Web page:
Be warned. I am not a medical doctor, nurse, dietician, or nutrition scientist. I’ve eaten my share of cupcakes and red meat. I’ve been on fad diets and dropped ten pounds only to gain them right back again. In other words, I have no real authority when it comes to any food choices, much less healthy ones. So, if you choose to follow a diet plan like the one laid out in this chapter, you do it at your own risk. And if this warning isn’t enough and you still want to try it, do yourself a favor and talk to a medical professional first.

Over forty million Americans go on a diet every year. That’s over forty million people looking for a way to lose weight and get healthy. And even though we all know the formula for a lean, toned body—to eat right and exercise—many of us are looking for a magic solution. Something easy to follow. Something that will keep us from binging on donuts. Something that will work fast.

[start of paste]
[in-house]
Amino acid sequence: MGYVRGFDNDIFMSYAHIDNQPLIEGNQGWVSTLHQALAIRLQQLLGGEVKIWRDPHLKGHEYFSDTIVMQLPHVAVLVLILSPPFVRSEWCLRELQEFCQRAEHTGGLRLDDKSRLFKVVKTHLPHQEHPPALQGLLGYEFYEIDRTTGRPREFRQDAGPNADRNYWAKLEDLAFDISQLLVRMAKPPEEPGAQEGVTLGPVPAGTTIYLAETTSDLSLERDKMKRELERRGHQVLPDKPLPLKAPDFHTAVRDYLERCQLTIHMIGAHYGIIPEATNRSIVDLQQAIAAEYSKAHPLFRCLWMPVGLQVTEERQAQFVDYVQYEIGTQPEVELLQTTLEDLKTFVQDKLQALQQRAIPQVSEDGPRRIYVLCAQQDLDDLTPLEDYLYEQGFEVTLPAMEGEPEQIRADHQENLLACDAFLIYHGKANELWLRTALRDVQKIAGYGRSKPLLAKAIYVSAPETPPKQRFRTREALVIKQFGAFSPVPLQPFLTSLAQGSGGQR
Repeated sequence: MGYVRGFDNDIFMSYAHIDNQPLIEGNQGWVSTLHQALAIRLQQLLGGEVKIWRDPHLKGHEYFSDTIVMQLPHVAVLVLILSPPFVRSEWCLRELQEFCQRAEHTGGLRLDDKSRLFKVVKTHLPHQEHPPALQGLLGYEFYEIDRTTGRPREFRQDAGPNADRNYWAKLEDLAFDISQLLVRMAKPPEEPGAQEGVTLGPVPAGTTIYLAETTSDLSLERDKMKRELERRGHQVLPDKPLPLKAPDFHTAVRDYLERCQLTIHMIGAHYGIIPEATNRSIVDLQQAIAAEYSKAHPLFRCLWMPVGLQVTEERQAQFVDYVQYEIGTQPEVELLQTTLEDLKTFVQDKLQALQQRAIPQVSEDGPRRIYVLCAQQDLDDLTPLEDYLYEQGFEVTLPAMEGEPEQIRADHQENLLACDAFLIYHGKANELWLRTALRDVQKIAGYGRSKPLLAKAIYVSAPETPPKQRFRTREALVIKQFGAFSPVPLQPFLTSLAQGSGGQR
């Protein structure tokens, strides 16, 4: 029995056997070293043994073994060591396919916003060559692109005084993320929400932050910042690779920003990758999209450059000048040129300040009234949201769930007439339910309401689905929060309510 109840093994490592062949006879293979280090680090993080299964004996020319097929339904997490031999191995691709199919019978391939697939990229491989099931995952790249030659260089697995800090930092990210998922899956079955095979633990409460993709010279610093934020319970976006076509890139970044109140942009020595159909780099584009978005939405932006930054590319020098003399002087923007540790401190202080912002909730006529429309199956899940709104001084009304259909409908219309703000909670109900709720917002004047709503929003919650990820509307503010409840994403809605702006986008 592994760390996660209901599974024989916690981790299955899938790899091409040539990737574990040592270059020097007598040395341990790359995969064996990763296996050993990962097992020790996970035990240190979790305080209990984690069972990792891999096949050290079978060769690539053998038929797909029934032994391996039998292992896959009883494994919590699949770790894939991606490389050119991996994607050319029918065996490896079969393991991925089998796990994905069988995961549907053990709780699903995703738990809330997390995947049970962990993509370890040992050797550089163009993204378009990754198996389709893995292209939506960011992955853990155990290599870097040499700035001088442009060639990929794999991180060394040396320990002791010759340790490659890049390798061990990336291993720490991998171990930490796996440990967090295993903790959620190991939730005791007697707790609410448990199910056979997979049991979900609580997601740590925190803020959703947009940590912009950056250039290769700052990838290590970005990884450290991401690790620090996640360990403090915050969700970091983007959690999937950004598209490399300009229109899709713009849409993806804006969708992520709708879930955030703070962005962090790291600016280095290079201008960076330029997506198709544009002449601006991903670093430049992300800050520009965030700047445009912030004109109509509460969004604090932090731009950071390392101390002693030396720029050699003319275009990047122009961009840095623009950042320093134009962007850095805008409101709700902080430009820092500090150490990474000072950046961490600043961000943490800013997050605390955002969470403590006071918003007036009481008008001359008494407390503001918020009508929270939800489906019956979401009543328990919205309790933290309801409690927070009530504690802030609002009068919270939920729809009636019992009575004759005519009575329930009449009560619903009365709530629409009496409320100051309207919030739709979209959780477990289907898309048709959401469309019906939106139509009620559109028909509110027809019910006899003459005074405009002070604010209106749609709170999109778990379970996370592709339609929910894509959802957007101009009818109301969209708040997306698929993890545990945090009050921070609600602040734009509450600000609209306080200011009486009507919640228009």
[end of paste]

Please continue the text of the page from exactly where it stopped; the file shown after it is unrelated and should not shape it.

In wishing for a quick and easy diet solution, I’m as guilty as anyone. I have a shelf stuffed full of diet books I’ve collected over the years. Every one of these books is written by an expert, somebody with a college degree who claims to have helped thousands of patients. Every one of these books claims to have the answer to long life, sexy abs, and good health. And every one of them cites numerous scientific publications to back up their claims. There’s only one problem. None of the ...

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